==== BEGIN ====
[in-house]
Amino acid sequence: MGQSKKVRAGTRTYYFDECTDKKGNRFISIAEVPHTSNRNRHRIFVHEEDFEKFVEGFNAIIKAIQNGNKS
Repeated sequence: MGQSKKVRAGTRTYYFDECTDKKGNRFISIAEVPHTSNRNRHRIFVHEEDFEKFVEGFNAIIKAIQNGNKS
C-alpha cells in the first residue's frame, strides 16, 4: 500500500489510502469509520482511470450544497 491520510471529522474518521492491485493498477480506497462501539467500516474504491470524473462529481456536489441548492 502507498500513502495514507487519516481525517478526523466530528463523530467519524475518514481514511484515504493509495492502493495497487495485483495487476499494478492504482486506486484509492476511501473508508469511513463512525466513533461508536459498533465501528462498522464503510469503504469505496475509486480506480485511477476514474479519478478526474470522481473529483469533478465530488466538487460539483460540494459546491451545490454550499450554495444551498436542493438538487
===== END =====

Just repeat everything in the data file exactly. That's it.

[in-house]
Amino acid sequence: MGQSKKVRAGTRTYYFDECTDKKGNRFISIAEVPHTSNRNRHRIFVHEEDFEKFVEGFNAIIKAIQNGNKS
Repeated sequence: MGQSKKVRAGTRTYYFDECTDKKGNRFISIAEVPHTSNRNRHRIFVHEEDFEKFVEGFNAIIKAIQNGNKS
C-alpha cells in the first residue's frame, strides 16, 4: 500500500489510502469509520482511470450544497 491520510471529522474518521492491485493498477480506497462501539467500516474504491470524473462529481456536489441548492 502507498500513502495514507487519516481525517478526523466530528463523530467519524475518514481514511484515504493509495492502493495497487495485483495487476499494478492504482486506486484509492476511501473508508469511513463512525466513533461508536459498533465501528462498522464503510469503504469505496475509486480506480485511477476514474479519478478526474470522481473529483469533478465530488466538487460539483460540494459546491451545490454550499450554495444551498436542493438538487